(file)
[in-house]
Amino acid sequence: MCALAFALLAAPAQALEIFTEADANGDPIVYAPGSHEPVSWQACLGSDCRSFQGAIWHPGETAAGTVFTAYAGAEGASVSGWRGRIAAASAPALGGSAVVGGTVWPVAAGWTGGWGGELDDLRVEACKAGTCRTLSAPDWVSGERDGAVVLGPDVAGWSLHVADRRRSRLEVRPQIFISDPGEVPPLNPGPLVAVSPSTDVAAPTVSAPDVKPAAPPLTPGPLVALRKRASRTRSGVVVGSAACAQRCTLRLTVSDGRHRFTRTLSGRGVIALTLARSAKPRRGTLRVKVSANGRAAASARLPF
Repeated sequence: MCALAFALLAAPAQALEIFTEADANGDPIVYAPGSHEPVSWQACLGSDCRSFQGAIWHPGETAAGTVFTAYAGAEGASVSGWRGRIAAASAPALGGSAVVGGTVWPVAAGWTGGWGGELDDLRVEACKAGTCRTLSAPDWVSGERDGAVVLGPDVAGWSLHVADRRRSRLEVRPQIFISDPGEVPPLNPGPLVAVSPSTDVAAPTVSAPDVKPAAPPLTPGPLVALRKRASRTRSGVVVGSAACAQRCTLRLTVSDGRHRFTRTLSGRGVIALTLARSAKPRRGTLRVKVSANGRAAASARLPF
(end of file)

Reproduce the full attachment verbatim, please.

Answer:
[in-house]
Amino acid sequence: MCALAFALLAAPAQALEIFTEADANGDPIVYAPGSHEPVSWQACLGSDCRSFQGAIWHPGETAAGTVFTAYAGAEGASVSGWRGRIAAASAPALGGSAVVGGTVWPVAAGWTGGWGGELDDLRVEACKAGTCRTLSAPDWVSGERDGAVVLGPDVAGWSLHVADRRRSRLEVRPQIFISDPGEVPPLNPGPLVAVSPSTDVAAPTVSAPDVKPAAPPLTPGPLVALRKRASRTRSGVVVGSAACAQRCTLRLTVSDGRHRFTRTLSGRGVIALTLARSAKPRRGTLRVKVSANGRAAASARLPF
Repeated sequence: MCALAFALLAAPAQALEIFTEADANGDPIVYAPGSHEPVSWQACLGSDCRSFQGAIWHPGETAAGTVFTAYAGAEGASVSGWRGRIAAASAPALGGSAVVGGTVWPVAAGWTGGWGGELDDLRVEACKAGTCRTLSAPDWVSGERDGAVVLGPDVAGWSLHVADRRRSRLEVRPQIFISDPGEVPPLNPGPLVAVSPSTDVAAPTVSAPDVKPAAPPLTPGPLVALRKRASRTRSGVVVGSAACAQRCTLRLTVSDGRHRFTRTLSGRGVIALTLARSAKPRRGTLRVKVSANGRAAASARLPF